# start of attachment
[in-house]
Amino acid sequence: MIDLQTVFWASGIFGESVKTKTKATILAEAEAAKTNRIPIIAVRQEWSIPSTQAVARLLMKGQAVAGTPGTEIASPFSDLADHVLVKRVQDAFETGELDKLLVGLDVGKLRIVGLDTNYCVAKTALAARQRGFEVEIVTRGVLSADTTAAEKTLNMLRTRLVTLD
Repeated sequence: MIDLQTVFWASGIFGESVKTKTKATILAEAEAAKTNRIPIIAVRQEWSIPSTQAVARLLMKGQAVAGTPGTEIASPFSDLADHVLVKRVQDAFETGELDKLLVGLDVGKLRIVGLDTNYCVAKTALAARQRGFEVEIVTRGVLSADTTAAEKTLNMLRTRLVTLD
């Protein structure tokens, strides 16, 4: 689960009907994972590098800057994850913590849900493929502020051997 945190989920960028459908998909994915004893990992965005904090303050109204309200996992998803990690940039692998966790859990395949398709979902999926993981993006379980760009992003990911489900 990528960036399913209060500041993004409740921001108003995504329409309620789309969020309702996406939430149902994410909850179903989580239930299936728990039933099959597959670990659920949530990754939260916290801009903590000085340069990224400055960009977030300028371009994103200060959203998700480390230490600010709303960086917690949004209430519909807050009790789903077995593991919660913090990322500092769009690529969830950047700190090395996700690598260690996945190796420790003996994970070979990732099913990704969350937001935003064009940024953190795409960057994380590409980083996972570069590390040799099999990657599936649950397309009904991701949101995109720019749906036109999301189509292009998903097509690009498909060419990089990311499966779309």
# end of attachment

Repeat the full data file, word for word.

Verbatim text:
[in-house]
Amino acid sequence: MIDLQTVFWASGIFGESVKTKTKATILAEAEAAKTNRIPIIAVRQEWSIPSTQAVARLLMKGQAVAGTPGTEIASPFSDLADHVLVKRVQDAFETGELDKLLVGLDVGKLRIVGLDTNYCVAKTALAARQRGFEVEIVTRGVLSADTTAAEKTLNMLRTRLVTLD
Repeated sequence: MIDLQTVFWASGIFGESVKTKTKATILAEAEAAKTNRIPIIAVRQEWSIPSTQAVARLLMKGQAVAGTPGTEIASPFSDLADHVLVKRVQDAFETGELDKLLVGLDVGKLRIVGLDTNYCVAKTALAARQRGFEVEIVTRGVLSADTTAAEKTLNMLRTRLVTLD
């Protein structure tokens, strides 16, 4: 689960009907994972590098800057994850913590849900493929502020051997 945190989920960028459908998909994915004893990992965005904090303050109204309200996992998803990690940039692998966790859990395949398709979902999926993981993006379980760009992003990911489900 990528960036399913209060500041993004409740921001108003995504329409309620789309969020309702996406939430149902994410909850179903989580239930299936728990039933099959597959670990659920949530990754939260916290801009903590000085340069990224400055960009977030300028371009994103200060959203998700480390230490600010709303960086917690949004209430519909807050009790789903077995593991919660913090990322500092769009690529969830950047700190090395996700690598260690996945190796420790003996994970070979990732099913990704969350937001935003064009940024953190795409960057994380590409980083996972570069590390040799099999990657599936649950397309009904991701949101995109720019749906036109999301189509292009998903097509690009498909060419990089990311499966779309």